It didn’t hit me until the ride home. I was so close. I had an amazing run – a fantastic 22 miles. I had never been so fast and so happy, let alone at the same time. I had bested my personal record by over 9 minutes. That’s kind of a big deal. I had beat some of the elites. That’s kind of a big deal. I came in second in my age group, 12th female, 76th overall. I was in the top 5%. That’s kind of a big deal.
But I was also 1 minute and 10 seconds too stupid. I can’t say too slow, because I’m not, and I wasn’t. I was dumb. I ran a dumb race and I blew up when it mattered most. I paid for my mistakes in a very real & painful way. I walked away disappointed because I was almost there. I swear I would have felt better if I had had an even slower time. Being so close just makes it sting so much.
Of course I am very happy with my achievements. I am elated. And I’m excited to go again. But I am just a little mad at myself. But, probably best of all, I am humbled. This was a great experience to teach my heart a lesson about “realistic goals” and “passion goals” and why my head and my heart need to work together to get a task done. With this experience behind me, I can go into my spring race and do something phenomenal.
I am proud of my body for being so strong, even when it hurt.
I am proud of my head for staying in the game and pulling me through.
I am so proud of my heart for going after a big scary goal, even if I was disappointingly almost there.
I am smack dab in the middle of my taper, which feels like it is lasting forever. I am following the Pfitzinger & Douglas plan, which has a three week taper (including race week), which is considerably longer than what I’m used to. I usually do a 10 day taper. At this point I’m not sure how I feel about it or if I’ll follow this part of the plan in the future; we’ll see how race day goes!
The mileage has cut down drastically, which feels weird, but I am maintaining the same intensity and paces. If anything, it is actually a little hard keeping the paces, since I want to go faster! There are also more rest days sprinkled into the week, which leaves me wandering around the house not knowing what to do with myself.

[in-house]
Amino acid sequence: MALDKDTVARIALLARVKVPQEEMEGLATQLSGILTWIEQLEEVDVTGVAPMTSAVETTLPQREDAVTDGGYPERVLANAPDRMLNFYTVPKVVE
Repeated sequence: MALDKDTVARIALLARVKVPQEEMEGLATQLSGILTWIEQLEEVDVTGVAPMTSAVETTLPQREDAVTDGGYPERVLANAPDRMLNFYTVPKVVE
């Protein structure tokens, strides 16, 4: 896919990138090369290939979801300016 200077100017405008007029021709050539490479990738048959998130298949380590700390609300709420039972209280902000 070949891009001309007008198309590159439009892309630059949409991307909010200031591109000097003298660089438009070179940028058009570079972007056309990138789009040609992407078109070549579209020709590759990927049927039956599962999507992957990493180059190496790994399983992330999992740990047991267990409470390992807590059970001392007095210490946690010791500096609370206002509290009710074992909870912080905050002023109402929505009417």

The first week of the taper was gradual: Speed session at the track, but they were shorter reps (4×600, 4×400, and 4×200), a 6 mile tempo run at half marathon pace, and a long run of 16 miles with 10 miles at marathon race pace. I still had my social group double days on Tuesday and Thursday, giving me 57 miles for the week – almost 10 miles fewer than the weeks before. I also had two heavy lifting days and two days of core & stability work.
I am currently in the second week of the taper, and it is more obvious: I had a short speed session of 3×1600 meters at 5k pace (a hair faster because I was feeling great!), lots of recovery miles (plus my two doubles days), and a medium long run of 12 miles on deck for the weekend. I should end the week around 43-45 miles and be very well rested. I will continue with my lifting, though only one day of heavy weights and one day of body weight, plus my core & stability work.
Next week is the final week – Race Day is swiftly approaching! I will back off on doubles next week as well as my lifting sessions and do maybe one body weight only session early in the week. The only “work” next week will be an easy 7 miler with the last two miles at marathon race pace. Aside from the race, it will be somewhere around 22 miles for the week, a huge cut back in miles for me.
This taper is long, but this cycle seemed like it just flew by. I am really looking forward to this race. My training has gone exceptionally well. I’ve had few, if any, set backs, and feel that I am the strongest I’ve ever been. I am ready to test this body out!
The last four weeks of training have been surprisingly good weeks for me, both physically and mentally. There have been a lot of miles – a lot of very fast miles. Each week my track sessions got a wee bit longer, my tempos a wee bit faster, and my MRP long runs a wee bit stronger.
My three key speed workouts went well. The first was 5×1000 meters with the first 800m at 5:45 pace and the last 200m of each rep at 5:35 or faster pace. This was great at teaching my body to dig deep when it was tired. The second was 10×600 meters to get some leg speed, the third was 6×1200 meters to work on endurance. I also had two 10k tempo runs, both the day before a long run. On alternating weeks I ran long runs with marathon paced miles.
My times have been going down and my V02 Max has been going up! It’s all been a very good confidence booster. I feel strong, pumped, and ready to tackle this race. But there’s one thing… with all the extra miles, pavement, and hills, my Achilles tendon has flared up a bit. It’s not awful and not going to keep me from running, but it is just enough to remind me that I’m human and it’s time to take the taper seriously and back off a bit.
I have two and a half weeks until Race Day, which means one more long run, a tempo, and a speed session left. I’m going to keep lifting and doing my core/stability work until Race Week as well as my double sessions. At this point I can’t really get any faster or stronger, but the goal is to maintain while resting up for the big day.